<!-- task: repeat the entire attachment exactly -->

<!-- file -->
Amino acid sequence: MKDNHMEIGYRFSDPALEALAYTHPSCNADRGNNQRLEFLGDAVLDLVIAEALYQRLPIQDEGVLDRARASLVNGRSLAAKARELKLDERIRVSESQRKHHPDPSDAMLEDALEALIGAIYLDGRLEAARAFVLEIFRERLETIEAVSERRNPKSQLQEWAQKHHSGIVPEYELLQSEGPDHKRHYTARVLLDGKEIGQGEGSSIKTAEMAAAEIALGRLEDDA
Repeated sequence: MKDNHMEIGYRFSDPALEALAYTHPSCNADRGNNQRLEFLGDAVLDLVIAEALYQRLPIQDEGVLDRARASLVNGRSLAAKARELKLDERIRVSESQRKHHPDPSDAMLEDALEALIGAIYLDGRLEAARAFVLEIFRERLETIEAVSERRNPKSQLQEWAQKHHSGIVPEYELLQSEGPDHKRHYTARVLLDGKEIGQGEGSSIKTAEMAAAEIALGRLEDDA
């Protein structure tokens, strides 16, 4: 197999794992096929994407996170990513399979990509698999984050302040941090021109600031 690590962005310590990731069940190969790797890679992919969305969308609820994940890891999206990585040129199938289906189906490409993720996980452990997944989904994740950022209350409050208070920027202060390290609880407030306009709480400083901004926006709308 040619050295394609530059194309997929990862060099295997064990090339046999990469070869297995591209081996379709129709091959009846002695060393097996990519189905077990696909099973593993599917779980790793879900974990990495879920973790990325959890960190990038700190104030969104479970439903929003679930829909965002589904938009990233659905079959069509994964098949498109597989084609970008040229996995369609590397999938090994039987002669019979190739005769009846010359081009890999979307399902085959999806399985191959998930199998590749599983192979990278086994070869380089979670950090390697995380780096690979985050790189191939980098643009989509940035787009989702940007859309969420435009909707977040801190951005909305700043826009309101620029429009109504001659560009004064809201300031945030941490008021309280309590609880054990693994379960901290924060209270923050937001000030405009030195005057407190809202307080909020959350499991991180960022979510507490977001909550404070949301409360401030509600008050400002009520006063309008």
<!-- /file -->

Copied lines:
Amino acid sequence: MKDNHMEIGYRFSDPALEALAYTHPSCNADRGNNQRLEFLGDAVLDLVIAEALYQRLPIQDEGVLDRARASLVNGRSLAAKARELKLDERIRVSESQRKHHPDPSDAMLEDALEALIGAIYLDGRLEAARAFVLEIFRERLETIEAVSERRNPKSQLQEWAQKHHSGIVPEYELLQSEGPDHKRHYTARVLLDGKEIGQGEGSSIKTAEMAAAEIALGRLEDDA
Repeated sequence: MKDNHMEIGYRFSDPALEALAYTHPSCNADRGNNQRLEFLGDAVLDLVIAEALYQRLPIQDEGVLDRARASLVNGRSLAAKARELKLDERIRVSESQRKHHPDPSDAMLEDALEALIGAIYLDGRLEAARAFVLEIFRERLETIEAVSERRNPKSQLQEWAQKHHSGIVPEYELLQSEGPDHKRHYTARVLLDGKEIGQGEGSSIKTAEMAAAEIALGRLEDDA
């Protein structure tokens, strides 16, 4: 197999794992096929994407996170990513399979990509698999984050302040941090021109600031 690590962005310590990731069940190969790797890679992919969305969308609820994940890891999206990585040129199938289906189906490409993720996980452990997944989904994740950022209350409050208070920027202060390290609880407030306009709480400083901004926006709308 040619050295394609530059194309997929990862060099295997064990090339046999990469070869297995591209081996379709129709091959009846002695060393097996990519189905077990696909099973593993599917779980790793879900974990990495879920973790990325959890960190990038700190104030969104479970439903929003679930829909965002589904938009990233659905079959069509994964098949498109597989084609970008040229996995369609590397999938090994039987002669019979190739005769009846010359081009890999979307399902085959999806399985191959998930199998590749599983192979990278086994070869380089979670950090390697995380780096690979985050790189191939980098643009989509940035787009989702940007859309969420435009909707977040801190951005909305700043826009309101620029429009109504001659560009004064809201300031945030941490008021309280309590609880054990693994379960901290924060209270923050937001000030405009030195005057407190809202307080909020959350499991991180960022979510507490977001909550404070949301409360401030509600008050400002009520006063309008």